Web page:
Smith is not always the perfect operator.
His enthusiasm for a goal can lead to poor process. Who can forget his magical bus tour straight after last year's Budget to show the vacant Government land in Auckland on which new houses could be built " only it some of it turned out not to be Government land?
And he served the Government poorly in his handling of the Kermadec Sanctuary, ambushing the Maori fisheries commission with a decision that effectively extinguished part of the 1992 fisheries settlement.
For years, National condemned Labour for extinguishing the rights of Maori to test ownership of the foreshore and seabed in the courts and it repealed Labour's alternative regime when it came to power in 2008.
What National did is no different to what Labour did except in scale and except it has offered nothing in return for axing established fishing rights.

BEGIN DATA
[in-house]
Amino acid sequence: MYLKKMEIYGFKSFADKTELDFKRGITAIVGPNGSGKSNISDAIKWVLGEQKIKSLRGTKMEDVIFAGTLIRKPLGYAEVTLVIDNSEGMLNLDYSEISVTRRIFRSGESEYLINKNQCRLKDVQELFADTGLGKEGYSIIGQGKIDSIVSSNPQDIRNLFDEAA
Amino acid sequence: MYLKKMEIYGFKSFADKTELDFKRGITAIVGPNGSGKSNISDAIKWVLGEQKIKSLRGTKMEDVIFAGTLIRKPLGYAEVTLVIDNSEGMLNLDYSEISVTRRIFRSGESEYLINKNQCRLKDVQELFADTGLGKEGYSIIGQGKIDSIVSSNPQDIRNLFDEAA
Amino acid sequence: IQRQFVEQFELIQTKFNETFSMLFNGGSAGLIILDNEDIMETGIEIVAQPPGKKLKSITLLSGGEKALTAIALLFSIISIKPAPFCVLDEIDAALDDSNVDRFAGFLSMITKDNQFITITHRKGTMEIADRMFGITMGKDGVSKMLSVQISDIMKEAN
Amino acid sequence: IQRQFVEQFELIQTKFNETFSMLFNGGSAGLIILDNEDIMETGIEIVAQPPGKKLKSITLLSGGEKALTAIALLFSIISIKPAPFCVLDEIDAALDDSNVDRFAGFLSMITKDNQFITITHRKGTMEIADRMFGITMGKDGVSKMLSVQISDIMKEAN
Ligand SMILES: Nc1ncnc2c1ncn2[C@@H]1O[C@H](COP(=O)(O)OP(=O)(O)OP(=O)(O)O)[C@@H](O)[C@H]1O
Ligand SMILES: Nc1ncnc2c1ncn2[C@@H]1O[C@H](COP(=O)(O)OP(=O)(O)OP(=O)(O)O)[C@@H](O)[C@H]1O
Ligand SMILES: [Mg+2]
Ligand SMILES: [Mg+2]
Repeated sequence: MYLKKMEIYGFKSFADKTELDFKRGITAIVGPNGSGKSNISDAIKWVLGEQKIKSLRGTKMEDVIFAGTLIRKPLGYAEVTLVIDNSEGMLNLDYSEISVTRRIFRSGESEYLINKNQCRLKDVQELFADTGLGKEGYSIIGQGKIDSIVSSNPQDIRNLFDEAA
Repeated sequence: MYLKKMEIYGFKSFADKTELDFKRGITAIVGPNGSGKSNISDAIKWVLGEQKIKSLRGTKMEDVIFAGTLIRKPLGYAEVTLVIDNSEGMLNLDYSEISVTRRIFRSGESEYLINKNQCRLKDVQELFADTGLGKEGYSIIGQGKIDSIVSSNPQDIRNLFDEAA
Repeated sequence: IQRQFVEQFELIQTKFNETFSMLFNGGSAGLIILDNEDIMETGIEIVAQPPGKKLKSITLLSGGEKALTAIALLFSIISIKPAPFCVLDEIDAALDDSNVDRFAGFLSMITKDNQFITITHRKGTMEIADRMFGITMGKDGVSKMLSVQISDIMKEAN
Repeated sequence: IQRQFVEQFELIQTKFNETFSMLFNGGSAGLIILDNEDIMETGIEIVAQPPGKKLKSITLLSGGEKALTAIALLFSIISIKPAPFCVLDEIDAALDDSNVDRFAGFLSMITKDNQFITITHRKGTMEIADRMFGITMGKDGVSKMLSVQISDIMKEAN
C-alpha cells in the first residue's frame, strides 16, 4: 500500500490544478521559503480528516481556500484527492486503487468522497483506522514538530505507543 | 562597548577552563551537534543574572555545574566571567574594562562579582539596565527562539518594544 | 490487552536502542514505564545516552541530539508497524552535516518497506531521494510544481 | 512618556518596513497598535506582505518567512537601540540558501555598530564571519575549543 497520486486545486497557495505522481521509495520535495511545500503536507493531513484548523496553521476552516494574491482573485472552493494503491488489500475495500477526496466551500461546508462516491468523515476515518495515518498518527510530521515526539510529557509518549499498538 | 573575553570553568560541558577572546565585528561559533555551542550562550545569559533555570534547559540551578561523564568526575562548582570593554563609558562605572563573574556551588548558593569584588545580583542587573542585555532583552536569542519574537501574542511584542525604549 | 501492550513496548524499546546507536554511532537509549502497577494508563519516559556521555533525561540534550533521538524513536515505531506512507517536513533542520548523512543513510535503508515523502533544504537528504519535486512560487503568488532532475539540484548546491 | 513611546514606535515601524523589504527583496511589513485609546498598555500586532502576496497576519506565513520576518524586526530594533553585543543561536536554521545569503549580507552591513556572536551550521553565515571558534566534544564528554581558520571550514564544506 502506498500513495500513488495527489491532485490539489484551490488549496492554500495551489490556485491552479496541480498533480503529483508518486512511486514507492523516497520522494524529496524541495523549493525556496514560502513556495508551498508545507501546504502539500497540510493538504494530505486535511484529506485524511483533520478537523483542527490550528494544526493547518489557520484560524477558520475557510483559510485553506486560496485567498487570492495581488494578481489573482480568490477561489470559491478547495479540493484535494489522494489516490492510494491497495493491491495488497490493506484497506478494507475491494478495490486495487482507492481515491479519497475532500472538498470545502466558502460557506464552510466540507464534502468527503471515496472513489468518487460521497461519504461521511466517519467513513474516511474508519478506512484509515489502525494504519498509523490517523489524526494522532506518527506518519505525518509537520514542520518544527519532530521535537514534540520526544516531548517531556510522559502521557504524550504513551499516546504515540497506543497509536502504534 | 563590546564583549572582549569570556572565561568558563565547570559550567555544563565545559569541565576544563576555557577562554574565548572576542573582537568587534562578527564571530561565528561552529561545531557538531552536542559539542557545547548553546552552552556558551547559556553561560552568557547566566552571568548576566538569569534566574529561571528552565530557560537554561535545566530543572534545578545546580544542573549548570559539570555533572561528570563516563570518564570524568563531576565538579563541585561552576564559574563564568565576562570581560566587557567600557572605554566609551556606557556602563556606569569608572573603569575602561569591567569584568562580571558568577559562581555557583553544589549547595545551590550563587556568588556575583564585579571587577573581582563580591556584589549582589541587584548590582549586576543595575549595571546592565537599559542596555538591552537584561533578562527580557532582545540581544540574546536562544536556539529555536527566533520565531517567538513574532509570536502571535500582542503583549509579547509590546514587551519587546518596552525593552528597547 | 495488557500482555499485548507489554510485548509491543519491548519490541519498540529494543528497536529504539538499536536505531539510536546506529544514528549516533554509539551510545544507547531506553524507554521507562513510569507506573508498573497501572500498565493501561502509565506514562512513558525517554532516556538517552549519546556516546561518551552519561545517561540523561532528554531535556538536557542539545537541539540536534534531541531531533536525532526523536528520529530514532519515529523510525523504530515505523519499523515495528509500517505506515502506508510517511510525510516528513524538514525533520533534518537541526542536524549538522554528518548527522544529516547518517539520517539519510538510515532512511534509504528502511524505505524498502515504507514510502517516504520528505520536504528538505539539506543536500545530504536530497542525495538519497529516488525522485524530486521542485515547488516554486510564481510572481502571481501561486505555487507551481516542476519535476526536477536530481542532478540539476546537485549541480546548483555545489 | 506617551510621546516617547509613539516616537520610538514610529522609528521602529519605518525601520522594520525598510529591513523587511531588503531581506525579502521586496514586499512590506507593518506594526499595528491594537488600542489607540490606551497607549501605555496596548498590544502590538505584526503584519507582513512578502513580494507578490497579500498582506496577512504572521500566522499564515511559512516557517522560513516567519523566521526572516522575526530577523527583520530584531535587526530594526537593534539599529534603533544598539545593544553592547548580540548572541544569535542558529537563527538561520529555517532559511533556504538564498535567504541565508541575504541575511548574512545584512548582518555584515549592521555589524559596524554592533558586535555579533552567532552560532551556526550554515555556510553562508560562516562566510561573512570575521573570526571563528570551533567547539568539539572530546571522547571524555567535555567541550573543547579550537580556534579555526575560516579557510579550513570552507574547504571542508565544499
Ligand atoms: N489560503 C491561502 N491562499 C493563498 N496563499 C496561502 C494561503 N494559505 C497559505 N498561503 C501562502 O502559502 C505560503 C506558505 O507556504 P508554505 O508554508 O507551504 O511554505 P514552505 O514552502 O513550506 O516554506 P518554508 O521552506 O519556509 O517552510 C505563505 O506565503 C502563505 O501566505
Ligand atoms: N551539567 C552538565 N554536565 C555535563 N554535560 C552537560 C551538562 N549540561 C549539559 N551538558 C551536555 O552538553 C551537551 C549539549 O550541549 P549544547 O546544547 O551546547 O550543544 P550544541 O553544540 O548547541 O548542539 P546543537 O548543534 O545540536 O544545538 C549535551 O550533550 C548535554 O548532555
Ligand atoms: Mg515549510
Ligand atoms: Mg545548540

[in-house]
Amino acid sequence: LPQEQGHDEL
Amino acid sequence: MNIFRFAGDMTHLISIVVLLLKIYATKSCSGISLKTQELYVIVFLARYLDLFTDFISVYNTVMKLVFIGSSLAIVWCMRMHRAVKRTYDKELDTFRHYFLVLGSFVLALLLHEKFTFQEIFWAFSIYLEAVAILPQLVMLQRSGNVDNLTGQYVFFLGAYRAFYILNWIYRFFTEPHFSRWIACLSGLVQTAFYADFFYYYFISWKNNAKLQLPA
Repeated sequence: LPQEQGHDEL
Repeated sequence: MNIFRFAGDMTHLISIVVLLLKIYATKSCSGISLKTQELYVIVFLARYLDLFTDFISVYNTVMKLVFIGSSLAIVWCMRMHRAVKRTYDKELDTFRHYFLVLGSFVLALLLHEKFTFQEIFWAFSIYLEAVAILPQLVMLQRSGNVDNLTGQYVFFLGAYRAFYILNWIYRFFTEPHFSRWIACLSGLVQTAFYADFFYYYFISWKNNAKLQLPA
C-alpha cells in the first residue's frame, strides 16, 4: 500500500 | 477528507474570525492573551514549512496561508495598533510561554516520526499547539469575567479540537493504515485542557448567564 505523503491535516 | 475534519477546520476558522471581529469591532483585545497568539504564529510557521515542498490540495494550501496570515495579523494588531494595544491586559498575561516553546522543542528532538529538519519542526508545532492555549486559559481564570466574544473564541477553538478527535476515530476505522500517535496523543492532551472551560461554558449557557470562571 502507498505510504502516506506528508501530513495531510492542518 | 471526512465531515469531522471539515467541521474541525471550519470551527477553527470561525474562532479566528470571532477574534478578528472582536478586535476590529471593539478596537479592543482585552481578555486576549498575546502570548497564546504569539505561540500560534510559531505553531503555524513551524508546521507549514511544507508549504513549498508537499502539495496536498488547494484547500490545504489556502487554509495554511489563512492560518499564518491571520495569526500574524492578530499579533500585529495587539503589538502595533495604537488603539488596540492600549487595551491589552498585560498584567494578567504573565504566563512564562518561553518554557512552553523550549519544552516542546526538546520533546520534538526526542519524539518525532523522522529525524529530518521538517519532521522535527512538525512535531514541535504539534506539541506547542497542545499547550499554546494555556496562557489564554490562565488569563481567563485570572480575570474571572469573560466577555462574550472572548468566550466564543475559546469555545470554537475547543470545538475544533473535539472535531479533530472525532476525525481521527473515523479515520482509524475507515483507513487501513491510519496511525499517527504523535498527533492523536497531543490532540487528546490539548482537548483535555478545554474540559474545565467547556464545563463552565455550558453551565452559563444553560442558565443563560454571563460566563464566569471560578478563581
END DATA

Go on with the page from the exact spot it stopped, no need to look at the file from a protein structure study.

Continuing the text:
Smith disregarded proper process for what he saw as a "greater good" in a marine sanctuary.
But it was clear from the Seafood New Zealand conference this week that the Maori fisheries Commission has not forgiven him.
It sees Smith as aligned with the ultra-greens, who want to lock up large parts of the ocean for "ideological" grounds, even when sustainability is not threatened.
Smith has largely avoided any trouble with the Kermadecs issue because, whether the ends justified the means or not, it is popular.
GM-based miracles of modern medicine are certainly reducing the fears around GM.
He will not find the going so smooth as he tackles the GMO issue and councils.